Poem: [No worst, there is none. Pitched past pitch of grief]
Poet: Gerard Manley Hopkins
My previous attempts to scan this poem were produced under doubly disadvantageous conditions. First, at the time it was the only Hopkins poem I had attempted to scan; in other words, I was a mere beginner. Second, I did not realize the volume I own of Hopkins’ poetry, the 1948 third edition of Poems of Gerard Manley Hopkins, published by Oxford University Press (which I found in a lovely local used bookstore), contains extensive notes, including Hopkins’ own markings of his poems. Since those attempts, I have rectified both of these issues. Here is the fruit, what I believe, with some confidence, is the proper scansion of this poem:
Nó wòrst, thére is nòne. Pítched pàst pítch of gríef,
Mòre pángs wìll, schóoled at fórepàngs, wílder wríng.
Cómforter, whére, whére is your cómfortíng?
Máry, móther of ùs, whére is yóur relíef?
My críes hèave, hérds-lòng; húddle in a máin, a chíef
Wòe, wórld-sorrow; on an áge-òld ánvìl wínce and síng—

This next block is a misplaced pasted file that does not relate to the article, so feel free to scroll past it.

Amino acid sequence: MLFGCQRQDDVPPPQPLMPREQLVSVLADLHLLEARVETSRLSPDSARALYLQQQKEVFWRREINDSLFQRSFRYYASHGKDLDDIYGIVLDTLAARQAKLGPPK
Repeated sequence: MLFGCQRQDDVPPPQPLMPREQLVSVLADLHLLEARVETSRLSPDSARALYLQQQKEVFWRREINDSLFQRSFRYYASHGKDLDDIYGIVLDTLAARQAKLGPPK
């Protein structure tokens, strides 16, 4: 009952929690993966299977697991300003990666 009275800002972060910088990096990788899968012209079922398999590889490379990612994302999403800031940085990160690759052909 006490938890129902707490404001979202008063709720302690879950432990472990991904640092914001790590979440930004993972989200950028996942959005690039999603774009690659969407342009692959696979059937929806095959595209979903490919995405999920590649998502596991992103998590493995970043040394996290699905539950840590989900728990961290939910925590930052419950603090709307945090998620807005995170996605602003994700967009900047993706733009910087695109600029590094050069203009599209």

Then lúll, then léave òff. Féry had shríeked ‘No líng–
ering! Lét me be féll: fórce I múst be bríef’.
O the mínd, mínd has móuntains; clíffs of fáll
Fríghtful, shéer, nó-man-fàthomed. Hóld them chéap
Máy who né’er hùng there. Nór does lóng our smáll
Dùrance déal with that stéep or déep. Hére! créep,
Wrètch, únder a cómfort sérves in a whírlwìnd: áll
Lìfe déath dòes énd and éach dày díes with sléep.
The differences are:
Line 2: from “móre pangs wìll” to “mòre pángs wìll”
Line 6: from “wórld-sòrrow; [R] òn an” to “wórld-sorrow; on an”
Line 6: from “áge-old ànvil” to “áge-òld ánvìl”
Line 9: from “Ó the mìnd” to “O the mínd”
Line 2: Hopkins does not mark “pangs” as an outride, and I trust him in that. Given that all three syllables take some kind of stress, that means that pangs must take a primary stress.
Line 6: My first instinct to treat “on an” as outrides was correct, and my “correction” to include a rest was a mistake, as indicated by the fact that Hopkins marks all of “sorrow; on an” as outrides. This forces the further change that “age-old anvil” be treated as two dipodic trochees rather than as one dipodic first paeon. In hindsight, this change sounds better anyway.
Line 9: This change was not prompted by considering Hopkins’ own markings. Rather, I’ve simply come to think that “mind” has to take a stronger stress than “O.” This means that “O the” must be treated as an anacrusis, but Hopkins using anacrusis to open a sestet is not uncommon.